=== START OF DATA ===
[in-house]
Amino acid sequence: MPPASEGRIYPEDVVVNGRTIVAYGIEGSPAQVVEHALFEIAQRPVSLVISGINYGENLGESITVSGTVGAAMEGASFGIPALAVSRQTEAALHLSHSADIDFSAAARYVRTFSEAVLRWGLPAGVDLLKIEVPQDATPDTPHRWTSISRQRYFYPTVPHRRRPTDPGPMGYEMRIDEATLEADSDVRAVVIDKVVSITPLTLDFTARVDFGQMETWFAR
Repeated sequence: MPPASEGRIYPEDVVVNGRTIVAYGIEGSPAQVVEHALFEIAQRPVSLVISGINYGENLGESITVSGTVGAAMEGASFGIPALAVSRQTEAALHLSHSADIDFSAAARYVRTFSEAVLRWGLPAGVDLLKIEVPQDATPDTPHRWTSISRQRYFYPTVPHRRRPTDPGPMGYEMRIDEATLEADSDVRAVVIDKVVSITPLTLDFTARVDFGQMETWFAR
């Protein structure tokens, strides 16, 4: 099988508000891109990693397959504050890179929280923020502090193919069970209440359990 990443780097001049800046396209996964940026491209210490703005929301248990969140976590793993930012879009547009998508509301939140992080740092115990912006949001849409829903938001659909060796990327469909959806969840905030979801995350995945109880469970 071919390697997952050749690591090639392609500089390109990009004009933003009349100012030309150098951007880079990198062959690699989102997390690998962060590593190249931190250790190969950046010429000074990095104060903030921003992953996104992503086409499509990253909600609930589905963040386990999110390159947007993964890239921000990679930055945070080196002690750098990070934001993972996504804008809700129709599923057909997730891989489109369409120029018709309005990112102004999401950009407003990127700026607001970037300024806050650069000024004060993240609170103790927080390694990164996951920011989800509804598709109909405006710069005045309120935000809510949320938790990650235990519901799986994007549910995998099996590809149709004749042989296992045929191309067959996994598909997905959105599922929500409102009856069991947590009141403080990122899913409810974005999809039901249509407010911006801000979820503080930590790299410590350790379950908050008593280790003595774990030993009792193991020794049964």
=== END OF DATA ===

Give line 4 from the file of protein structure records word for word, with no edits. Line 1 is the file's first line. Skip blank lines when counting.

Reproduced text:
């Protein structure tokens, strides 16, 4: 099988508000891109990693397959504050890179929280923020502090193919069970209440359990 990443780097001049800046396209996964940026491209210490703005929301248990969140976590793993930012879009547009998508509301939140992080740092115990912006949001849409829903938001659909060796990327469909959806969840905030979801995350995945109880469970 071919390697997952050749690591090639392609500089390109990009004009933003009349100012030309150098951007880079990198062959690699989102997390690998962060590593190249931190250790190969950046010429000074990095104060903030921003992953996104992503086409499509990253909600609930589905963040386990999110390159947007993964890239921000990679930055945070080196002690750098990070934001993972996504804008809700129709599923057909997730891989489109369409120029018709309005990112102004999401950009407003990127700026607001970037300024806050650069000024004060993240609170103790927080390694990164996951920011989800509804598709109909405006710069005045309120935000809510949320938790990650235990519901799986994007549910995998099996590809149709004749042989296992045929191309067959996994598909997905959105599922929500409102009856069991947590009141403080990122899913409810974005999809039901249509407010911006801000979820503080930590790299410590350790379950908050008593280790003595774990030993009792193991020794049964």